Remember that this works for constrait forces and virtual displacements. If you move the block off the table then then constrait forces are once again zero, and they still don't do work.

This says nothing against nonconstrait forces. If, instead of a table parallel with the ground, you take an incline with angle of inclination $\varphi$ with the ground, then the downward pointing gravitational force, $\mathbf{F}_G$, will admit decomposition to normal and tangential parts. The normal parts will be cancelled by the constrait force, but the tangential part will not be cancelled, and the object will accelerate on the constrait surface. However in this case, the constrait force will be orthogonal to the trajectory, so it still does no work. But the force of gravity does work.

Since you seem to struggle with the concept (which is absolutely no problem, this is a quite abstract concept!), let me illustrate this whole principle of virtual work by several examples.

Difference between virtual and real displacements arise for example, if your incline is accelerating. Let us take a snapshot of the system with the accelerating incline at $t=0$, but let us also draw the total trajectory of the particle. You will see that at $t=0$, but with the trajectory drawn, the curve will not be tangential to the incline, since the incline accelerates. A real displacement is along the trajectory. A virtual displacement is along the incline, as the incline is frozen in time. The real displacement is not tangential to the incline, so the contrait force actually does positive work, but no virtual work is being done.

Here is an ultra crappy gimp drawing I made in 2 mins:

enter image description here

The red line is the trajectory, $dr$ is the real displacement, $\delta r$ is the virtual displacement.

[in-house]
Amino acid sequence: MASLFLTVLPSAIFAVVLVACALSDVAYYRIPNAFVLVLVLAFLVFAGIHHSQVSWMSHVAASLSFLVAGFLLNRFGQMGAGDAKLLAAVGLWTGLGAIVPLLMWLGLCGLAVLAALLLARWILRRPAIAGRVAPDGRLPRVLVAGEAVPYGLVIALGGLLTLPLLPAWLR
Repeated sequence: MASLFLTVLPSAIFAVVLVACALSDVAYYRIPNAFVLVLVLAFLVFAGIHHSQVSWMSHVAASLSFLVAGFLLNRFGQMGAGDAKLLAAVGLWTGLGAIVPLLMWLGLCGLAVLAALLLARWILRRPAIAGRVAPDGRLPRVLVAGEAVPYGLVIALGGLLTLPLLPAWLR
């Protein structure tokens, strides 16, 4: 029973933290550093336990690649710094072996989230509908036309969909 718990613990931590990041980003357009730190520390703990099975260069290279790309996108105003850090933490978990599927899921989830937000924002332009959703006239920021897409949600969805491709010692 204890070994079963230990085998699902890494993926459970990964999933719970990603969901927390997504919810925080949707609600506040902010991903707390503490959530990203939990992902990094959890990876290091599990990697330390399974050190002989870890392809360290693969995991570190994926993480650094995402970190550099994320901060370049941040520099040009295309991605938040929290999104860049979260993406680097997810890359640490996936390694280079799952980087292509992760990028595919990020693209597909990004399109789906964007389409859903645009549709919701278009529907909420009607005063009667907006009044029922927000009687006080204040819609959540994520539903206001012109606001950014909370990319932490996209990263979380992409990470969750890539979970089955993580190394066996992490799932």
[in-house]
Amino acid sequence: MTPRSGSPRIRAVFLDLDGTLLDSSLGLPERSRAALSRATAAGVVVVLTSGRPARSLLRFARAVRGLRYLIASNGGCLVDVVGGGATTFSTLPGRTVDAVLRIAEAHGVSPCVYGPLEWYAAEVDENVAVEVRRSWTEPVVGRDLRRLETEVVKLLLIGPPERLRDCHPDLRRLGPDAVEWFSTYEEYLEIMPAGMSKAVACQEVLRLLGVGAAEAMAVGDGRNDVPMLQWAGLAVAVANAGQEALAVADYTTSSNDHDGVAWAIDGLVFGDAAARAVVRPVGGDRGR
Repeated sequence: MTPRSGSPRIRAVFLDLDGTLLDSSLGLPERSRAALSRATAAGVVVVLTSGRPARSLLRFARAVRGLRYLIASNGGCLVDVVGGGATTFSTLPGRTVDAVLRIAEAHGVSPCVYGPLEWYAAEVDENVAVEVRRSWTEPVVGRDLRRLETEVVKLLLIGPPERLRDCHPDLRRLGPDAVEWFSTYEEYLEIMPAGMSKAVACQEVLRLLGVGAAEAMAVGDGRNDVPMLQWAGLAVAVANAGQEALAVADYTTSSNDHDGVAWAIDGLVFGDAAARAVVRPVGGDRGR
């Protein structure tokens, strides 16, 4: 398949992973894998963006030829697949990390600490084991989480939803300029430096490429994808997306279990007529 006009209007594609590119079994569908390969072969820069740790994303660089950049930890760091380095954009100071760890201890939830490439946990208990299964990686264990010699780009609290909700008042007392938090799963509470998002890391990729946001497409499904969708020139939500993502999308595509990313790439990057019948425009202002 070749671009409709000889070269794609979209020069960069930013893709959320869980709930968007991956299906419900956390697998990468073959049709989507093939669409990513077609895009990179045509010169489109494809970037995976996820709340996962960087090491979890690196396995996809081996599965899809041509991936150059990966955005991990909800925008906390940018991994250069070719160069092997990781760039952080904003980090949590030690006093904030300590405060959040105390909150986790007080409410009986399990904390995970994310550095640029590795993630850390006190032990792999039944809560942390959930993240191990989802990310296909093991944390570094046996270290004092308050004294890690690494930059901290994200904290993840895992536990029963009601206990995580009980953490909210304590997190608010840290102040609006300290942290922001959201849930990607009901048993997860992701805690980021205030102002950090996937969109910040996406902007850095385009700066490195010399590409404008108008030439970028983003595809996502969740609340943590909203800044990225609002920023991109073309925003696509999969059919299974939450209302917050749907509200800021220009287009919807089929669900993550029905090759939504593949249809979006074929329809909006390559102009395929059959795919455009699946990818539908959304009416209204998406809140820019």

Also, the principle of virtual work does not say that the constrait forces cannot do work for virtual displacements, but that they cannot do positive work. If you use a nongeometrical constrait, for example a stationary incline with friction added, then friction is also a constrait, however it is velocity-dependent. In this case the normal force and the friction together will point backwards, and will impede the acceleration of the object down the incline. Since the incline is stationary, all displacements are virtual, yet the constrait force will do negative work on the object. This is fine, as they only cannot do positive work.

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  • $\begingroup$ Oh I see. I was assuming that when you take virtual displacements, you freeze time. But I was also freezing the forces on the object, instead of just freezing the force field, which in this case would be zero off the surface of the table. $\endgroup$ – Sidd Sep 2 '15 at 19:58
  • $\begingroup$ A follow-up question: I understand that the constraint force of the table always does zero work, but what about the applied force of gravity? If we move off the surface, the force of gravity does non-zero work on the block. Thus, despite all the forces being balanced, non-zero work will be done on the object if the virtual displacements are anything off the table. This is in contradiction to D'Alembert's principle. $\endgroup$ – Sidd Sep 2 '15 at 23:09
  • $\begingroup$ @Sidd Edit added! $\endgroup$ – Bence Racskó Sep 3 '15 at 6:12
  • $\begingroup$ The distinction between virtual and real displacements was very well made. But d'alembert's principle states that virtual work of non-constraint force is zero for an object at rest. As for the incline, the object has imbalanced forces on it, hence the virtual work done by non-constraint forces (gravity) would be non-zero. And thus my problem still persists. For the block on the table, the virtual work of gravity should be zero. But that essentially limits virtual displacements to only the plane of the table. $\endgroup$ – Sidd Sep 3 '15 at 18:47